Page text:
Climate Change Requires Immediate Action
28 March 2017
WASHINGTON, D.C.—This statement is attributable to Christine McEntee, Executive Director and CEO of the American Geophysical Union:
“The scientific consensus is clear; the climate is changing, humanity is the major influence, and some of the resulting impacts on society are likely to be severe. That’s why AGU’s climate science position statement, which doesn’t reference any specific climate policies, is nevertheless titled “Human‐Induced Climate Change Requires Urgent Action.” The scientific community has the information needed to formulate effective policies and actions to address the implications of climate change, and we encourage the Administration to take advantage of that resource.
We are already seeing the negative effects of climate change in local communities and around the world. Extreme weather events and sea level rise impact critical infrastructure in coastal communities, while increasing periods of drought and rainfall are affecting water availability in regions such as the Great Plains or Southwest. Financially, severe weather disasters cost the U.S. more than $100 billion in 2012.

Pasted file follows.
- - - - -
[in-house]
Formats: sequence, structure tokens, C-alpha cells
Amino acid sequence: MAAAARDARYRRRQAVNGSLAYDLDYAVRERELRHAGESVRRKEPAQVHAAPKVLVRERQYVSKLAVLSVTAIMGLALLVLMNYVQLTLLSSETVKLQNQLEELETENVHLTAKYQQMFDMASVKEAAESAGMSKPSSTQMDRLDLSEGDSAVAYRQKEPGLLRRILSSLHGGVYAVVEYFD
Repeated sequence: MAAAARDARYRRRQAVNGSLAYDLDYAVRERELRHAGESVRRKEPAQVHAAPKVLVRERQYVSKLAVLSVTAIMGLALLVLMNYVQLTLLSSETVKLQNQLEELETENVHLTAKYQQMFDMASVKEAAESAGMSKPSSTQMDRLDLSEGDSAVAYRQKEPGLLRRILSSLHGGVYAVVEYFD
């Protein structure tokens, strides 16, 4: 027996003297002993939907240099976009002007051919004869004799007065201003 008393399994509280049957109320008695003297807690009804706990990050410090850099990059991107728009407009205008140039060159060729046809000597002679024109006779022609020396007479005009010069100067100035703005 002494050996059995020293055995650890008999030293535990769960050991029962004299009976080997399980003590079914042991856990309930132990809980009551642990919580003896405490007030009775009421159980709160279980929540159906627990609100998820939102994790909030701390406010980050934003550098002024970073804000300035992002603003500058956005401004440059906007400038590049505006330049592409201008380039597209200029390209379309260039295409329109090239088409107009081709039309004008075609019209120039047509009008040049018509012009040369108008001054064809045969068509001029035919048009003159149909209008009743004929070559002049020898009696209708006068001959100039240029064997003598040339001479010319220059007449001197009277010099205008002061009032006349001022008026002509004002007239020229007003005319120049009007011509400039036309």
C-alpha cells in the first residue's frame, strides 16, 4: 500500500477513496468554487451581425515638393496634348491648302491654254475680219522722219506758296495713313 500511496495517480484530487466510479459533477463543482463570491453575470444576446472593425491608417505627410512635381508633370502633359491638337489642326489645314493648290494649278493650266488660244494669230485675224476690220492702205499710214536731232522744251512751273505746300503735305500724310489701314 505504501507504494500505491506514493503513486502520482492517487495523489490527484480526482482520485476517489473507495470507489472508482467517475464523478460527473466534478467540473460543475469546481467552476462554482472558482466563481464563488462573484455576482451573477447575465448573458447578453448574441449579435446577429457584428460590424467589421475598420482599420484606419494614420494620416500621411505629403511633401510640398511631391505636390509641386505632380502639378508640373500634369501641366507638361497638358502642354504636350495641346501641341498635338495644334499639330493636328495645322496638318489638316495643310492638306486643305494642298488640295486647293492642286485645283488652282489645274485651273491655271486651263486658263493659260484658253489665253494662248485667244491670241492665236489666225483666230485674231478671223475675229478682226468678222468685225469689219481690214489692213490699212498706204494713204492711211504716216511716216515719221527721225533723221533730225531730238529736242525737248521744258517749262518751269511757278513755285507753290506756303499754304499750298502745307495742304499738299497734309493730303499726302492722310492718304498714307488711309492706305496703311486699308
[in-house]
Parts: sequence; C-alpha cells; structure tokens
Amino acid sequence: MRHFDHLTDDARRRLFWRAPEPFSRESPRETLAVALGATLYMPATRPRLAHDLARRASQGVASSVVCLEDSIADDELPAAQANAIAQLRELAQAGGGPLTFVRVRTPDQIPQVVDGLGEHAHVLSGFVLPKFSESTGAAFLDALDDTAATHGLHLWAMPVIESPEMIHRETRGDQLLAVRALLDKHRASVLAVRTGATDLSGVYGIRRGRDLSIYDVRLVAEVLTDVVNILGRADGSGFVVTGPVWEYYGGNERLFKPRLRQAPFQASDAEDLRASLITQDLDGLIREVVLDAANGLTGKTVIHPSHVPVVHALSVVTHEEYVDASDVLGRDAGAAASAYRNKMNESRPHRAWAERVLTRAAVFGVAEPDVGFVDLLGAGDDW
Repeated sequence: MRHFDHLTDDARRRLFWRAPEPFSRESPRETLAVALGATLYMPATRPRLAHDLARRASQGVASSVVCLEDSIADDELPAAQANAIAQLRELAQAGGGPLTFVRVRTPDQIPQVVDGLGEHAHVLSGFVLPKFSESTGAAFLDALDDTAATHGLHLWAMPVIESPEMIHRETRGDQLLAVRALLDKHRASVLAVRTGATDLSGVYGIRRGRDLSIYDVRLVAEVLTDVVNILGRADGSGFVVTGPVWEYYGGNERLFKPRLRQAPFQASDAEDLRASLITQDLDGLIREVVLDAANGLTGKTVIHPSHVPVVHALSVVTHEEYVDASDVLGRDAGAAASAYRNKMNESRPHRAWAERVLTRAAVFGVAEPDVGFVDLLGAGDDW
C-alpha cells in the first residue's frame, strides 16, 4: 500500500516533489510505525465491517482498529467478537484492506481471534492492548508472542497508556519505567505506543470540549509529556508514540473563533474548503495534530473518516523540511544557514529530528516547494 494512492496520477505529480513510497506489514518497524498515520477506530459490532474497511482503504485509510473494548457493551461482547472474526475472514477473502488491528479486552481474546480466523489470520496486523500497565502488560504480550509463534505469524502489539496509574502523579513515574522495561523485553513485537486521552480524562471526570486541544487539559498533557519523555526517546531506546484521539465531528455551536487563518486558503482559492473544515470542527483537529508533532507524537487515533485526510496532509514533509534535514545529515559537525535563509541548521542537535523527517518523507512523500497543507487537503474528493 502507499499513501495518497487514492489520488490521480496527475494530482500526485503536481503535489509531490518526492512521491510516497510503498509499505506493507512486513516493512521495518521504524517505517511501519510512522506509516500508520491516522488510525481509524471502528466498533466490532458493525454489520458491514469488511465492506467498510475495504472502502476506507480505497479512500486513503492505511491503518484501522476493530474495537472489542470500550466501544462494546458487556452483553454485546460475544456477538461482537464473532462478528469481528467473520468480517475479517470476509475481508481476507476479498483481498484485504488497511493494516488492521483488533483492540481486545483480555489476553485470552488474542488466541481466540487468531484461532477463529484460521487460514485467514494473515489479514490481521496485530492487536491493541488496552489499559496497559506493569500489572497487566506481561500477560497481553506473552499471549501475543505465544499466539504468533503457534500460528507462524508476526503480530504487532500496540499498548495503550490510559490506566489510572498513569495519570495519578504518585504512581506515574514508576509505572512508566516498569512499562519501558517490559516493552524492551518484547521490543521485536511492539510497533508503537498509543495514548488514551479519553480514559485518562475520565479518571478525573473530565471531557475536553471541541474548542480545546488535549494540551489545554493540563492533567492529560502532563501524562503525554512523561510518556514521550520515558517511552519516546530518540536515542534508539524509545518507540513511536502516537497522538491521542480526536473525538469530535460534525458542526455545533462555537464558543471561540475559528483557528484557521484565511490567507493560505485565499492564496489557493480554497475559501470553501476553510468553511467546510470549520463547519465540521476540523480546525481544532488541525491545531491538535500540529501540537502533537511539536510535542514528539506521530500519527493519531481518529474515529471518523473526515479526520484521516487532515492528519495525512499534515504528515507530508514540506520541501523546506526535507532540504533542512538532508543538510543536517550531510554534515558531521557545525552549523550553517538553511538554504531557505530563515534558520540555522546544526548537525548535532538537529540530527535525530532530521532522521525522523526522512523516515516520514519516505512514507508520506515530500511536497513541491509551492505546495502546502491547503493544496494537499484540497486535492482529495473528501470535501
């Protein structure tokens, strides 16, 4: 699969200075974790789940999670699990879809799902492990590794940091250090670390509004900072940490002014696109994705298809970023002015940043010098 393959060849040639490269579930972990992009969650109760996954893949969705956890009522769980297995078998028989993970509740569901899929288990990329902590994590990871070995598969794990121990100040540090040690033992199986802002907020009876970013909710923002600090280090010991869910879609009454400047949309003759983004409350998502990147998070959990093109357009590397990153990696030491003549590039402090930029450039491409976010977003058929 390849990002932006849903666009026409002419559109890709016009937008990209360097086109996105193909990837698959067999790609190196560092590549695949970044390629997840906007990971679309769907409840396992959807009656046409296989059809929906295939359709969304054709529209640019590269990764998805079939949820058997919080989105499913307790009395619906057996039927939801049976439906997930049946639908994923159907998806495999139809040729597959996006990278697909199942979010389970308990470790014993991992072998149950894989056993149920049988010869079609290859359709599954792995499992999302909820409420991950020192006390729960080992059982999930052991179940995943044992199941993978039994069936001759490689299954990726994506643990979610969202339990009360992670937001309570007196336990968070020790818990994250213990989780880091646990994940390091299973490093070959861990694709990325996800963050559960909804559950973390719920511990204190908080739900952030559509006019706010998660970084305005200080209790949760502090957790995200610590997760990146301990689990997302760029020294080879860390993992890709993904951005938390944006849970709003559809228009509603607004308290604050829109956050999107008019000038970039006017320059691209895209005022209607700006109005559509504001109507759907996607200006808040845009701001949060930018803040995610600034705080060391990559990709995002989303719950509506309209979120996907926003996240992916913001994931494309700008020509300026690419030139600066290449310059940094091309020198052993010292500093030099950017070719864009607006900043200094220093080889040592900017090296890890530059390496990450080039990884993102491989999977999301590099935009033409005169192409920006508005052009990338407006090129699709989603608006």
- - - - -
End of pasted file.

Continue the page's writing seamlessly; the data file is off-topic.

Addressing these and many other challenges requires collaboration from all stakeholders, including businesses, the energy industry, and local and federal governments around the world. Earth and space scientists play a critical role in this collaboration, as they not only help us to understand how the climate is changing and the influence of human-caused emissions on the climate but also how to mitigate its effects, and what the opportunities are to build a more sustainable future. AGU and our members are committed to providing the scientific information that is critical to sound decision-making about climate change.”
About American Geophysical Union
The American Geophysical Union is dedicated to advancing the Earth and space sciences for the benefit of humanity through its scholarly publications, conferences, and outreach programs. AGU is a not-for-profit, professional, scientific organization representing 60,000 members in 137 countries. Join the conversation on Facebook, Twitter, YouTube, and our other social media channels.